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Tipped Over Duck Nest Box Traps Turtles in a Restored Wetland (Ohio)

Tipped Over Duck Nest Box Traps Turtles in a Restored Wetland (Ohio) in conventional agricultural systems, with livestock present on the landscape for weeks to months, the disturbance caused by grazing can be intense, even disruptive, as our Boer goat study illustrated (Figure 1). Neither scenario would be expected, according to Connell's intermediate disturbance hypothesis, to support high S. If, however, IRG, which applies intense grazing pressure over brief periods of time, creates a disturbance intermediate between light and conventional grazing, then relatively higher S would be expected in the IRG- grazed landscape. The intermediate disturbance hypothesis may help resolve inconsistencies in the observed impacts of grazing reported in the literature (see Kleppel and LaBarge 2011), and further consideration of this hypothesis would seem worthwhile. Acknowledgments We thank F. Sheehan, J. Mapes, K. Verschoor, K. Kleinpeter, B. Armata, B. Stonacker, A. O'Connor, N. Lewis and J. Kokkinos for technical assistance and logistical support. We are also grateful to C. and S. Newcomb (Newcombs Farm) and D. Lee (NYS DEC Tree Nursery) for allowing us to work at their facilities. J. Bried provided helpful criticisms and comments on the draft manuscript. Financial support was provided by Glynwood Center (Cold Spring, NY) through a grant from the U.S. Fish and Wildlife Service http://www.deepdyve.com/assets/images/DeepDyve-Logo-lg.png Ecological Restoration University of Wisconsin Press

Tipped Over Duck Nest Box Traps Turtles in a Restored Wetland (Ohio)

Ecological Restoration , Volume 29 (3) – Aug 13, 2011

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University of Wisconsin Press
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Copyright © University of Wisconsin Press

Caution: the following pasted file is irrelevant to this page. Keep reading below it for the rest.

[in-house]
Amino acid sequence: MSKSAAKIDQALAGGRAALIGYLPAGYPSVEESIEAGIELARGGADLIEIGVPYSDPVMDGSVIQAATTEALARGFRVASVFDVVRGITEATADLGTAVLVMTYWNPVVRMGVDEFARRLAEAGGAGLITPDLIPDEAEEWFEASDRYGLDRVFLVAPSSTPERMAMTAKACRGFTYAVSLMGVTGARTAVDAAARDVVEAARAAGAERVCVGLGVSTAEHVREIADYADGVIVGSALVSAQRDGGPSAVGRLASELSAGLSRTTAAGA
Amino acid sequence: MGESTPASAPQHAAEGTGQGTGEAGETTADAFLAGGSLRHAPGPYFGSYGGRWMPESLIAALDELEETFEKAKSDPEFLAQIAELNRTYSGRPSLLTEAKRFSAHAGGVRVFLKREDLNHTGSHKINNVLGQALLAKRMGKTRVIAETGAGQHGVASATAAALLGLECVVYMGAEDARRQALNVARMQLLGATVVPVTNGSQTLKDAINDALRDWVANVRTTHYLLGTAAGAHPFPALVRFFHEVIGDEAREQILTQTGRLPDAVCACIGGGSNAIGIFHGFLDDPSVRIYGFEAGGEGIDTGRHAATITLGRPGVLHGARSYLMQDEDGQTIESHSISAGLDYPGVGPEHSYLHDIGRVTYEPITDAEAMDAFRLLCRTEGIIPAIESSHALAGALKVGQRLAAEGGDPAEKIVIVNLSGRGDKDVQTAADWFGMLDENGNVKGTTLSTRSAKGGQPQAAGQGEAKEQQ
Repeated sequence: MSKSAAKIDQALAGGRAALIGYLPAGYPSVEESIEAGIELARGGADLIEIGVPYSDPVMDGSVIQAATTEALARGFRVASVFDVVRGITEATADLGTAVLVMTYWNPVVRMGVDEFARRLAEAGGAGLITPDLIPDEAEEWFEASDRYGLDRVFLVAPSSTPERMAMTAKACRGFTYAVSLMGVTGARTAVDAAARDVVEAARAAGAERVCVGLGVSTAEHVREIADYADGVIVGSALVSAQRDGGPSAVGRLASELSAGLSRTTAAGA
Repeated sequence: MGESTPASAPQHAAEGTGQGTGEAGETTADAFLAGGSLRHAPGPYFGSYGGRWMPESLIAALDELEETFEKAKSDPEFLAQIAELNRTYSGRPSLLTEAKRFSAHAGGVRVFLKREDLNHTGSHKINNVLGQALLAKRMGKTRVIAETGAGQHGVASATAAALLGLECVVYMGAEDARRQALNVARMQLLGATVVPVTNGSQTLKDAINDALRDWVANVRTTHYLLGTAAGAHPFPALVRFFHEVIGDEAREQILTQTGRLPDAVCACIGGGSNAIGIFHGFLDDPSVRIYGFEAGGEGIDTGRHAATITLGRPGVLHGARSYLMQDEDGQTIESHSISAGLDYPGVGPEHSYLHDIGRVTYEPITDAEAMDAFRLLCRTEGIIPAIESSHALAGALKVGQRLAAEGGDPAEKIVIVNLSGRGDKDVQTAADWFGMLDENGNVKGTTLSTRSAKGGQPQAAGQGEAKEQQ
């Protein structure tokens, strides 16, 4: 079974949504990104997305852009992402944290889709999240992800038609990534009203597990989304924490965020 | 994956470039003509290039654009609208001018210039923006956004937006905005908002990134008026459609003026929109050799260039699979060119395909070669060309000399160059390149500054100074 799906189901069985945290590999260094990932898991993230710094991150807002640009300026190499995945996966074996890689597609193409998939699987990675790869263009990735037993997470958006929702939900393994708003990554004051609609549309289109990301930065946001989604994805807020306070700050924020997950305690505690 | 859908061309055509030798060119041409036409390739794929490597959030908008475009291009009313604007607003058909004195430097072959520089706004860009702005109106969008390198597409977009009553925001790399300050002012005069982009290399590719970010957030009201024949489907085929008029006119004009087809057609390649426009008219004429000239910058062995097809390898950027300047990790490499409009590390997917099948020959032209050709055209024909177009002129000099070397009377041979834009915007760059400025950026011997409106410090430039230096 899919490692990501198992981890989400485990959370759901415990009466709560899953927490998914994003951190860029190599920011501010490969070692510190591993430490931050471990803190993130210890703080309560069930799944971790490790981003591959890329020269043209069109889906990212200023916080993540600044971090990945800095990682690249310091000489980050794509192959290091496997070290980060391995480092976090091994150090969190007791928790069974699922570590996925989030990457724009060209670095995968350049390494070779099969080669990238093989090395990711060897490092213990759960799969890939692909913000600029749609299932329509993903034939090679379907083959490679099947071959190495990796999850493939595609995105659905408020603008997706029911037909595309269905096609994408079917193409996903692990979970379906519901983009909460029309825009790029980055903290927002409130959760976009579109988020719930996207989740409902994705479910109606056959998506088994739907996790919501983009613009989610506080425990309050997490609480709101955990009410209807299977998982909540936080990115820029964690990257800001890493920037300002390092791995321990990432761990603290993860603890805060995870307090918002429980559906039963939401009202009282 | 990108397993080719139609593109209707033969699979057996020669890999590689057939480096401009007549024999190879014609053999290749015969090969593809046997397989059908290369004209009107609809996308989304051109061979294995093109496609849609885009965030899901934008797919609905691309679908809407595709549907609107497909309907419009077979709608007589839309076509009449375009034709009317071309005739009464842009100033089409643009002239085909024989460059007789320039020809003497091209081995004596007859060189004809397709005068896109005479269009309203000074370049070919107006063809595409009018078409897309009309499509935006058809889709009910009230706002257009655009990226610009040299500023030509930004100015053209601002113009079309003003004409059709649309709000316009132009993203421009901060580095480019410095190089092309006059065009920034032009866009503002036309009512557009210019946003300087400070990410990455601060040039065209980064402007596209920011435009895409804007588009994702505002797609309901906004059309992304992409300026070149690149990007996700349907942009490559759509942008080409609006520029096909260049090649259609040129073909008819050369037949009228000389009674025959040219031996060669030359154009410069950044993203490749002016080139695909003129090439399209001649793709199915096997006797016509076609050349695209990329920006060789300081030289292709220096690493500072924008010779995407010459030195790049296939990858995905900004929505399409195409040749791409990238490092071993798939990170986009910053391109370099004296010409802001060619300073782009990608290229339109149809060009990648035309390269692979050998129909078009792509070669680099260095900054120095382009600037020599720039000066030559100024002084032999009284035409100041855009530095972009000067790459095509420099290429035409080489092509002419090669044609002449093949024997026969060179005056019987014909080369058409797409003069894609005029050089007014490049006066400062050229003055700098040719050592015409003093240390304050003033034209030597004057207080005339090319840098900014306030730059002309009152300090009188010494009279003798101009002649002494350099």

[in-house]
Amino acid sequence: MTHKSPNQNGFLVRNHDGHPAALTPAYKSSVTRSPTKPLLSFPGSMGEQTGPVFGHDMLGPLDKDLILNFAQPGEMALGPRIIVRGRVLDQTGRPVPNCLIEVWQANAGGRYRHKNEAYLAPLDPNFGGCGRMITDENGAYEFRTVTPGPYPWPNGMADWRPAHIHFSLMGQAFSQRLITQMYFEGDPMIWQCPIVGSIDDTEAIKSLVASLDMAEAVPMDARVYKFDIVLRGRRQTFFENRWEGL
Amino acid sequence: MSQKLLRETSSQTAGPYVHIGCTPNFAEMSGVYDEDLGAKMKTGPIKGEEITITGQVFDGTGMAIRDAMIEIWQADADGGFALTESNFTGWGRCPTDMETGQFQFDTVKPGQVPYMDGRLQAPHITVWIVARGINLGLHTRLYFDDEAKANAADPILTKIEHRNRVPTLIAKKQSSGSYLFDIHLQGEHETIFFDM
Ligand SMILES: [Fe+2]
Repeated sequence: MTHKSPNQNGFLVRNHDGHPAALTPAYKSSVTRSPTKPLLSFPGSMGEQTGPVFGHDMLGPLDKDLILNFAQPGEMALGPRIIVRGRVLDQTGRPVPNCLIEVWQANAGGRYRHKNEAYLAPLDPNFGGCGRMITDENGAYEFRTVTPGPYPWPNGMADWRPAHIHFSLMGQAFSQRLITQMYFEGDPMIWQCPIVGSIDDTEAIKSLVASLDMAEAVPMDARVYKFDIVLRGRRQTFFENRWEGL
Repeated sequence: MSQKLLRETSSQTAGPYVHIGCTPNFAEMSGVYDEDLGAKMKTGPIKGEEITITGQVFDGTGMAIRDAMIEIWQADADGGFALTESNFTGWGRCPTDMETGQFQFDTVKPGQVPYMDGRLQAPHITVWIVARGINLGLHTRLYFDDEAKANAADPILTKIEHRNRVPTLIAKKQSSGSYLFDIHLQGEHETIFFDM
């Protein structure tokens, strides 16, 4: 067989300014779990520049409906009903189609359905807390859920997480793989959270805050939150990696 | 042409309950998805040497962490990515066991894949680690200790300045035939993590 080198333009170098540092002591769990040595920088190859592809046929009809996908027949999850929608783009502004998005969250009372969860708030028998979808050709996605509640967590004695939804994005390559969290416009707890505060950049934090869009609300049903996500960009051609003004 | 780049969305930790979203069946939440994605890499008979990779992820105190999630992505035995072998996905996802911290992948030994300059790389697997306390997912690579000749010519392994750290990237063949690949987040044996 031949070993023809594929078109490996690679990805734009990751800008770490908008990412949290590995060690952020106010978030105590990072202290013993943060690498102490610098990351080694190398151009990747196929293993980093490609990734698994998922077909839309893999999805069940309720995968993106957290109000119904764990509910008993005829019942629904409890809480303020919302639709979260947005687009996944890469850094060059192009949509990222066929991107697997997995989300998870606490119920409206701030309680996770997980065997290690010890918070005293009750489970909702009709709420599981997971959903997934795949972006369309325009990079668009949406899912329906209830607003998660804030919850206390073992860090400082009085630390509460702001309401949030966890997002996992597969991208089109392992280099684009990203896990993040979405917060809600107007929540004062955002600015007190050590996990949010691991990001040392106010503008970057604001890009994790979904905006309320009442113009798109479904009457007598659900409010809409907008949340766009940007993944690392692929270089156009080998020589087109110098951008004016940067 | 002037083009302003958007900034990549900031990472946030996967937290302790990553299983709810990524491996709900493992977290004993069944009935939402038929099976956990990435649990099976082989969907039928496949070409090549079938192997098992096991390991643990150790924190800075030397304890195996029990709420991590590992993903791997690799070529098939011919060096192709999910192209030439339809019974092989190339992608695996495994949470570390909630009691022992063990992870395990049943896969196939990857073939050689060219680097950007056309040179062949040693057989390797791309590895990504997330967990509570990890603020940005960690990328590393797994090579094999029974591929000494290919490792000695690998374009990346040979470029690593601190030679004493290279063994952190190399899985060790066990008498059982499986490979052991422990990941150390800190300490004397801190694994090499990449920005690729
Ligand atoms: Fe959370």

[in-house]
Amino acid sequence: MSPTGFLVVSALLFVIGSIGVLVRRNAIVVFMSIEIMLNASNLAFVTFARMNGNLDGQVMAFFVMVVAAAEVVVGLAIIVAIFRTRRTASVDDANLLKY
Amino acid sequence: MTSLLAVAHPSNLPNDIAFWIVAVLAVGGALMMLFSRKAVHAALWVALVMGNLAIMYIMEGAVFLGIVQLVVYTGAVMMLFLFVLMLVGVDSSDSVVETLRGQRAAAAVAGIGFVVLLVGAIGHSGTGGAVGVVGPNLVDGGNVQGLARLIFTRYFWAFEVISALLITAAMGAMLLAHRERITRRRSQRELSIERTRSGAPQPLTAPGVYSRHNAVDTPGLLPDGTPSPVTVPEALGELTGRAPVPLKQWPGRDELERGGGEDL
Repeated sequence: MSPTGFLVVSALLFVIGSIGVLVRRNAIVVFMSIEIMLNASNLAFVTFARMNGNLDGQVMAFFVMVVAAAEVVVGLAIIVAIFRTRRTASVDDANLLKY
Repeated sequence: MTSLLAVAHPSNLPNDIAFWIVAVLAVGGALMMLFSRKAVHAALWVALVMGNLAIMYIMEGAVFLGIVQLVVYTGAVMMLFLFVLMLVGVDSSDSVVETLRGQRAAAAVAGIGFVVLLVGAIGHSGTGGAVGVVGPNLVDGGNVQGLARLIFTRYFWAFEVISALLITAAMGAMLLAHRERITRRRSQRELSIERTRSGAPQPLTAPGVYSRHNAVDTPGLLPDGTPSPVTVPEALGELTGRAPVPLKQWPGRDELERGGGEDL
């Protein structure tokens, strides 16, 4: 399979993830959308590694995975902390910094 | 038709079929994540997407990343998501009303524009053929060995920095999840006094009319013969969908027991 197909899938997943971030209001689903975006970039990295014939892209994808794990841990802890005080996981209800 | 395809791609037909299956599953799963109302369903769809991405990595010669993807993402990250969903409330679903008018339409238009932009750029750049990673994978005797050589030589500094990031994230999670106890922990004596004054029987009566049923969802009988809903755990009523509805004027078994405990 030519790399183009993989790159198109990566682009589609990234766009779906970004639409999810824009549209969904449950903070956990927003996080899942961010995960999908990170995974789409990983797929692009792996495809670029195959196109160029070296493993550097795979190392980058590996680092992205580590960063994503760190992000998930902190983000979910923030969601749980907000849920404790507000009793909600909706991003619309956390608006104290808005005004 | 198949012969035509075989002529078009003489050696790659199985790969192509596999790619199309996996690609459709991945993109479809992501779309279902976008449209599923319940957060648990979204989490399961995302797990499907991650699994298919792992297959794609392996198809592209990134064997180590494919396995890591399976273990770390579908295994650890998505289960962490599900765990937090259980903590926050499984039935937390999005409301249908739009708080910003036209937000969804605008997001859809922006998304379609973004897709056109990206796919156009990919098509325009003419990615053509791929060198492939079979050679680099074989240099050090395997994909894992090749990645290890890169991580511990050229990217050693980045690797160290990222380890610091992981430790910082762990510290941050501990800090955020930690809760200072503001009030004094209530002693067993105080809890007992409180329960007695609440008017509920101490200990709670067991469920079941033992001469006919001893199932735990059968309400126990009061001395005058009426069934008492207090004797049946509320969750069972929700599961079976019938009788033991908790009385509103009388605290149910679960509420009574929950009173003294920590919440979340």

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1543-4079
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Abstract

in conventional agricultural systems, with livestock present on the landscape for weeks to months, the disturbance caused by grazing can be intense, even disruptive, as our Boer goat study illustrated (Figure 1). Neither scenario would be expected, according to Connell's intermediate disturbance hypothesis, to support high S. If, however, IRG, which applies intense grazing pressure over brief periods of time, creates a disturbance intermediate between light and conventional grazing, then relatively higher S would be expected in the IRG- grazed landscape. The intermediate disturbance hypothesis may help resolve inconsistencies in the observed impacts of grazing reported in the literature (see Kleppel and LaBarge 2011), and further consideration of this hypothesis would seem worthwhile. Acknowledgments We thank F. Sheehan, J. Mapes, K. Verschoor, K. Kleinpeter, B. Armata, B. Stonacker, A. O'Connor, N. Lewis and J. Kokkinos for technical assistance and logistical support. We are also grateful to C. and S. Newcomb (Newcombs Farm) and D. Lee (NYS DEC Tree Nursery) for allowing us to work at their facilities. J. Bried provided helpful criticisms and comments on the draft manuscript. Financial support was provided by Glynwood Center (Cold Spring, NY) through a grant from the U.S. Fish and Wildlife Service

Journal

Ecological RestorationUniversity of Wisconsin Press

Published: Aug 13, 2011

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